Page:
2 REITs to help me build an additional income stream

This Fool explains why real estate investment trusts (REITs) are a great way to earn dividends, and details two picks she likes.

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I own a few real estate investment trusts (REITs) purely for passive income. REITs are income-producing property stocks that must return 90% of profits to shareholders.

Please note that tax treatment depends on the individual circumstances of each client and may be subject to change in future. The content in this article is provided for information purposes only. It is not intended to be, neither does it constitute, any form of tax advice.

With that in mind, two more I’m looking to snap up when I can are Empiric Student Property (LSE: ESP) and Supermarket Income (LSE: SUPR).

Here’s why I’ve taken a liking to both stocks!

Student accommodation

Similar to the UK housing market, demand for student beds across the UK is outstripping supply. This could be good news for Empiric, and its shareholders. Performance and returns could grow in the future.

The pandemic hurt Empiric, as many students retreated home, and then deferred studies. Since then, the business has rebounded, in my view. This is perfectly signified by today’s preliminary results for the year ended 31 December 2023.

Revenue and earnings per share jumped by 10% and 17% compared to the same period last year. Gross margin levels have increased too and 99% revenue occupancy was achieved for 2023/24. The dividend has been hiked by a mammoth 27%. A yield of 3.8% is in line with the FTSE 100 average. However, I’m conscious dividends are never guaranteed.

One issue I’ll keep an eye on moving forward is the foreign student visa demand. These students often take up a big chunk of student beds, which is good news for Empiric. However, a recent government investigation found fraudulent visas were being applied for and obtained. If these numbers were to drop due to any new rules, Empiric’s performance and returns could drop.

Supermarket Income

As the name suggests, the business provides supermarket-related properties and facilities for our favourite stores to operate smoothly. I reckon there’s a sense of defensive ability for Supermarket Income. This is because groceries are essential for day-to-day living.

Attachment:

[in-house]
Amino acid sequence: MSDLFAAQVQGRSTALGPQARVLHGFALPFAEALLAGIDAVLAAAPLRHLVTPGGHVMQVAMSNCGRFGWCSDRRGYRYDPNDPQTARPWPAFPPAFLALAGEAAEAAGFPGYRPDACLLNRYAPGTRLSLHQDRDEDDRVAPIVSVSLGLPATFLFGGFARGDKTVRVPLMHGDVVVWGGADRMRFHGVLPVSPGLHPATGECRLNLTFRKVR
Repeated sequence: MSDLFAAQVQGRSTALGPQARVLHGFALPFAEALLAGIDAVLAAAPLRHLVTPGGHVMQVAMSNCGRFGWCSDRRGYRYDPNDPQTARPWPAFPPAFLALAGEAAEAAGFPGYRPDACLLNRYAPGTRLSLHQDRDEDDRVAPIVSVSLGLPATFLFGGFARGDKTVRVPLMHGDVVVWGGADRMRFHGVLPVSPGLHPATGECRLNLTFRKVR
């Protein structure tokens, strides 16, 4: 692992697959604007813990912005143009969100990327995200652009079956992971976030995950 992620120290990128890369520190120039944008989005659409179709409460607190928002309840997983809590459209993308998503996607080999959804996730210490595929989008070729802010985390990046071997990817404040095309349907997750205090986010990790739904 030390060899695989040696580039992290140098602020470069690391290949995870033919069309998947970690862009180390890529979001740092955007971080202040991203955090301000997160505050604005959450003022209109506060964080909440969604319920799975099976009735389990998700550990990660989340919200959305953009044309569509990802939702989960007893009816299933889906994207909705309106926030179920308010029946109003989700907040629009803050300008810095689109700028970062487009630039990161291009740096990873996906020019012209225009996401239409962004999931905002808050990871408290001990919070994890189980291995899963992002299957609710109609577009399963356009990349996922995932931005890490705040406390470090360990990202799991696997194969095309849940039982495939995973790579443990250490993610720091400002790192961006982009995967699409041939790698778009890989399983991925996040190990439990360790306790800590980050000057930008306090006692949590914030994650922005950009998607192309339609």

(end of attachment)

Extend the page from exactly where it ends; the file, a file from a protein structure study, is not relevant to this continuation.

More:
I must admit I’m buoyed by Supermarket’s impressive client list to date. At present, major players including Aldi, Tesco, Morrisons, and Sainsbury’s all rent property from it. Ties with the biggest players in the market that all possess a sprawling presence can only boost performance and returns. If it can leverage these relationships into further rentals and contracts, there could be good times ahead.

In addition to this, as the population increases and more infrastructure and facilities are needed, Supermarket Income could find more of its properties rented by grocery businesses to keep up with rising demand.

A dividend yield of just under 8% is very enticing, and the main reason the shares caught my eye.

From a bearish view, a difficult property market driven by higher interest rates and inflation could make growth trickier. New assets could be costly, or Supermarket Income could overpay for any new properties. This could hurt performance levels, and returns in the future. I’ll keep an eye on this issue.

I reckon Supermarket Income is one of a number of REITs that should flourish when turbulence subsides.

Should you invest, the value of your investment may rise or fall and your capital is at risk. Before investing, your individual circumstances should be assessed. Consider taking independent financial advice.

Sumayya Mansoor has no position in any of the shares mentioned. The Motley Fool UK has no position in any of the shares mentioned. Views expressed on the companies mentioned in this article are those of the writer and therefore may differ from the official recommendations we make in our subscription services such as Share Advisor, Hidden Winners and Pro. Here at The Motley Fool we believe that considering a diverse range of insights makes us better investors.

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